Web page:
Sunday, December 28, 2014

Retirement Boondocking: Year #1 Stats

     Although I have planned, researched, and built my initial boondocking system for several years I have also had a year or two prior to this to shake down and fine tune my project.  Since we are currently in an RV park in Las Cruces, NM we have effectively completed our first year of utilizing this system.  Honestly, we did not use the water purification system but twice.  There was always plenty of fresh water available for free in town prior to establishing camp.  If the solar panels were the 'workhorse' of the system then the battery bank was the 'heart and soul'.   The CEA Solar Panels easily outperformed the Harbor Freight panels due to weight, efficiency, and performance.  The battery bank, consisting of 4 Trojan T-105REs performed like the stallions I knew they would be.  The battery bank is the most important link in any designed off grid system.  Trojan batteries routinely discharged no more than 20% will have an effective life span of nearly 10,000 cycles.  The occasional discharge to as low as 50% is not a factor.  The total system including the onboard battery provides 585 AH of power easily recharged via panels and Honda generator backup if needed.   Interconnect wiring was via simple 4 gauge jumper cables from bank to RV onboard.  Very little line loss was evident.  Solar panels come with standard 15' leads, but I purchased extensions to 45' to account for RV placement in shade while panels could be in full sun.  Longer cables would seriously reduce voltage supplies. 

     With our Alaska trip and our first Winter South Adventure we were on the road 224 days during 2014.  We boondocked 59 days during this time.  Boondocking is defined as overnights utilizing solar panels, water pump, or generator/on board battery or battery bank NOT in RV parks, campgrounds, or connected to external commercial resources. This may have been Wal Mart parking lots, Cabelas, National or State Forest dispersed camping areas, or just pulled off the side of the road whenever or wherever feasible. Waste water dumping is nearly always available at RV friendly facilities (and some waste water treatment facilities) for little or no charge.  These site locations can easily be 'Googled'.  Admittedly, we utilized much more of these options on our return trip from Alaska as we 'learned the ropes'.  Our campsite/water/electric savings totaled $1003.  Our generator use to augment solar and battery bank use totaled 180 hours at $81 (generator runs 20 hours on 3 gallons of gas averaging $3 a gallon with 2 oil changes for the generator at $5 each.  This amounted to a net savings of $912 for the year.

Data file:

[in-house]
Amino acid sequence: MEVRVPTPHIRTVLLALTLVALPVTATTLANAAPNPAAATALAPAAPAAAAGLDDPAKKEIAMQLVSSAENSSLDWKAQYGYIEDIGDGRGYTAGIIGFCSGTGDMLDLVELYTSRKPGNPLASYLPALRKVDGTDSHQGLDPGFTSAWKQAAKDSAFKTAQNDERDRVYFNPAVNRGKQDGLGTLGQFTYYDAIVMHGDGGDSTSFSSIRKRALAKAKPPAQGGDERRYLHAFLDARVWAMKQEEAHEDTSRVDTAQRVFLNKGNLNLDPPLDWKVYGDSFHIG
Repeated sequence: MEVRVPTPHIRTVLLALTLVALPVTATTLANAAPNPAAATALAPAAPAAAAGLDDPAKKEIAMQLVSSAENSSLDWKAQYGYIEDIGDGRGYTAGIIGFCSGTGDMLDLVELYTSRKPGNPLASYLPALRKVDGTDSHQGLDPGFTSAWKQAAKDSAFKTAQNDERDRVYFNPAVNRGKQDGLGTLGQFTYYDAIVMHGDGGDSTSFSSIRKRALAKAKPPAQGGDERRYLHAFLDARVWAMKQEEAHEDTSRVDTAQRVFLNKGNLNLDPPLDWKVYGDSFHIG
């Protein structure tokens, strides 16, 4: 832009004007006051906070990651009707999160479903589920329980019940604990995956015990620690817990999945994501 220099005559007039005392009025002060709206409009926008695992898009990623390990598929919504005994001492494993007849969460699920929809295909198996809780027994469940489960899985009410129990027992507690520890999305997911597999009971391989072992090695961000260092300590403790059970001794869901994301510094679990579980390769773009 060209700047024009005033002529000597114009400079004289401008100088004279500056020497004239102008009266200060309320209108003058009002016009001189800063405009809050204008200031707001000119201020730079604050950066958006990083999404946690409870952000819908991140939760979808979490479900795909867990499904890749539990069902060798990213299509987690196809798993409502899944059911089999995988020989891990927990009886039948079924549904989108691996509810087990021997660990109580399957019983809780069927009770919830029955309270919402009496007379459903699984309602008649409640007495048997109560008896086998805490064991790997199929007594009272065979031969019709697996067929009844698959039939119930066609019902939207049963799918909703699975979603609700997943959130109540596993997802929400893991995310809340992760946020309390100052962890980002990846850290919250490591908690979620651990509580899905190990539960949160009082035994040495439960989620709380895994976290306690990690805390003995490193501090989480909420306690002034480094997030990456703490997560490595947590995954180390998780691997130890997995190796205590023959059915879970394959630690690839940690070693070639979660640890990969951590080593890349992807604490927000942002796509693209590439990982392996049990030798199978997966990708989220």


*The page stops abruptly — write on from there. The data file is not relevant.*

We achieved nearly all of what we set out to except to use it more than we did.  We do plan on looking for more opportunities in the years to come.  Make no mistake, we do utilize commercial RV parks and campgrounds over half the time in order to enjoy (much like anyone) the facilities and comforts of civilization.  We are planning on attending the largest RV Show in the world at Quartzite, AZ in January.  Who knows what new gadgets I might discover?  Nothing makes my wife happier than a Laundromat and a local Wal Mart. 

WiFi courtesy of our Verizon MiFi Hotspot

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